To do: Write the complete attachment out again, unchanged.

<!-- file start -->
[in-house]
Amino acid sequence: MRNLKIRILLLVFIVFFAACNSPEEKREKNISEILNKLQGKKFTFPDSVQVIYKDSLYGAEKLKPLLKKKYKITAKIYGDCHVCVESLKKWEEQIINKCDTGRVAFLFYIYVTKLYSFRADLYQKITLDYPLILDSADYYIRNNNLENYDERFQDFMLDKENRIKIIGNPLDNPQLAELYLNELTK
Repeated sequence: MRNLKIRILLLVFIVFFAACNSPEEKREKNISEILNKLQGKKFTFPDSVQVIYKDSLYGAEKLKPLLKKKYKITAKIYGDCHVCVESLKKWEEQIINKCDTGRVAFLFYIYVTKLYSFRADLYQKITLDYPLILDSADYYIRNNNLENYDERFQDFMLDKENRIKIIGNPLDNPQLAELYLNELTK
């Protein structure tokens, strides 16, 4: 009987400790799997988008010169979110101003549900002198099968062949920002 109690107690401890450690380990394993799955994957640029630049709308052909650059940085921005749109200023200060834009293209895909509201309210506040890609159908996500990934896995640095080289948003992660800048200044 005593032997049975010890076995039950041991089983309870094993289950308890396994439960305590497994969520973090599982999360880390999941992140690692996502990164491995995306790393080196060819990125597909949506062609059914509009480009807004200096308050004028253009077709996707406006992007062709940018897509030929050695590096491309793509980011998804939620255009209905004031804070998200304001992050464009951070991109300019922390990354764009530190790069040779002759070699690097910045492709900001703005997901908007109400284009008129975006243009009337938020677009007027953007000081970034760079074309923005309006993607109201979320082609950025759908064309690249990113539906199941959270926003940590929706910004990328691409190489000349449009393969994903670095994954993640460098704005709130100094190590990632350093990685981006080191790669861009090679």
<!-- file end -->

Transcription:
[in-house]
Amino acid sequence: MRNLKIRILLLVFIVFFAACNSPEEKREKNISEILNKLQGKKFTFPDSVQVIYKDSLYGAEKLKPLLKKKYKITAKIYGDCHVCVESLKKWEEQIINKCDTGRVAFLFYIYVTKLYSFRADLYQKITLDYPLILDSADYYIRNNNLENYDERFQDFMLDKENRIKIIGNPLDNPQLAELYLNELTK
Repeated sequence: MRNLKIRILLLVFIVFFAACNSPEEKREKNISEILNKLQGKKFTFPDSVQVIYKDSLYGAEKLKPLLKKKYKITAKIYGDCHVCVESLKKWEEQIINKCDTGRVAFLFYIYVTKLYSFRADLYQKITLDYPLILDSADYYIRNNNLENYDERFQDFMLDKENRIKIIGNPLDNPQLAELYLNELTK
């Protein structure tokens, strides 16, 4: 009987400790799997988008010169979110101003549900002198099968062949920002 109690107690401890450690380990394993799955994957640029630049709308052909650059940085921005749109200023200060834009293209895909509201309210506040890609159908996500990934896995640095080289948003992660800048200044 005593032997049975010890076995039950041991089983309870094993289950308890396994439960305590497994969520973090599982999360880390999941992140690692996502990164491995995306790393080196060819990125597909949506062609059914509009480009807004200096308050004028253009077709996707406006992007062709940018897509030929050695590096491309793509980011998804939620255009209905004031804070998200304001992050464009951070991109300019922390990354764009530190790069040779002759070699690097910045492709900001703005997901908007109400284009008129975006243009009337938020677009007027953007000081970034760079074309923005309006993607109201979320082609950025759908064309690249990113539906199941959270926003940590929706910004990328691409190489000349449009393969994903670095994954993640460098704005709130100094190590990632350093990685981006080191790669861009090679």